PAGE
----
Yamaha CX-A5000 Surround Processor and MX-A5000 Amplifier Page 2

The YPAO nailed the speaker distances to within 1 inch of their actual placements. However, it set the crossover point of my front speakers to 60 hertz and set them as Large—not an ideal result, considering they are M&K S-150s, which absolutely require a subwoofer in order to properly fill the entire audio spectrum. Having the speakers set to Large also disabled the subwoofer for two-channel music, though Yamaha says there’s an Extra Bass setting to override this where desired. I manually changed the setting to Small and reassigned the crossover point to the THX-recommended 80 Hz. Furthermore, the volume levels of the surround speakers were about 3 decibels too low when measured with my RadioShack SPL meter, so I made the appropriate changes in the setup menu.

That New-Car Smell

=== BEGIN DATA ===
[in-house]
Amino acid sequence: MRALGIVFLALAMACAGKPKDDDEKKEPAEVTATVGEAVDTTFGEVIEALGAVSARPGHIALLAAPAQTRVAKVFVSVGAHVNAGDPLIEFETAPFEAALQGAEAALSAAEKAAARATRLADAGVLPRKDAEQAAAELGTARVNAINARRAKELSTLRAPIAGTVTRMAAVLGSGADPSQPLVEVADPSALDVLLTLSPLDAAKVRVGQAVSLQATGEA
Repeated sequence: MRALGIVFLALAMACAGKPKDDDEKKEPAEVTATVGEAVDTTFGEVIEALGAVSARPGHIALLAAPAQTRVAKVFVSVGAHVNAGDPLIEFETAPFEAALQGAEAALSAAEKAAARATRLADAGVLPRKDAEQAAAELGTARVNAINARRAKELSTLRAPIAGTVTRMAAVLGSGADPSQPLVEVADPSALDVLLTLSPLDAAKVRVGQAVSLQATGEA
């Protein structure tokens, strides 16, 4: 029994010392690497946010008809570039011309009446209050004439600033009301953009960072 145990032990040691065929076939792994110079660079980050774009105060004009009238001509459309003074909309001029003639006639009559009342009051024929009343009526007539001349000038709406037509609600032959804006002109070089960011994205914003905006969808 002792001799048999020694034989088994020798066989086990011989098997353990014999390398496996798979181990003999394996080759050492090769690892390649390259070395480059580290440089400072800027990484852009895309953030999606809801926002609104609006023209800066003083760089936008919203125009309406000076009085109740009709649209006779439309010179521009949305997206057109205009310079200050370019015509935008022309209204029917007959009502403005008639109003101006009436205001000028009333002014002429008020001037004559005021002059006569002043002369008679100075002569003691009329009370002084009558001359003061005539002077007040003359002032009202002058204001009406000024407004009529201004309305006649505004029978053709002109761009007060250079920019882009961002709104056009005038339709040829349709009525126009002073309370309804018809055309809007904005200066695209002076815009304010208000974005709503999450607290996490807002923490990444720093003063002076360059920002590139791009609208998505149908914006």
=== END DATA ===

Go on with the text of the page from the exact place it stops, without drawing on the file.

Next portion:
Setting up the pre/pro is fairly simple if you’re familiar with Yamaha’s tabbed setup menus. But if you’re a novice, you may have to take a trip into the manual. While you can access the pre/pro through your home network via the aforementioned apps or directly through its IP address from a computer on your network, you can’t use them to set up the unit for the first time. Those more modern setup methods are something I’ve found handy on other units I’ve reviewed, and I’d love to see Yamaha implement them in future products. One other tiny pet peeve: You must have your display on to enter the setup menu. None of the options is available on the text-based display on the front of the unit—not a lot of fun for those of us who have to power up a front projector just to tweak a setting while listening to two-channel music.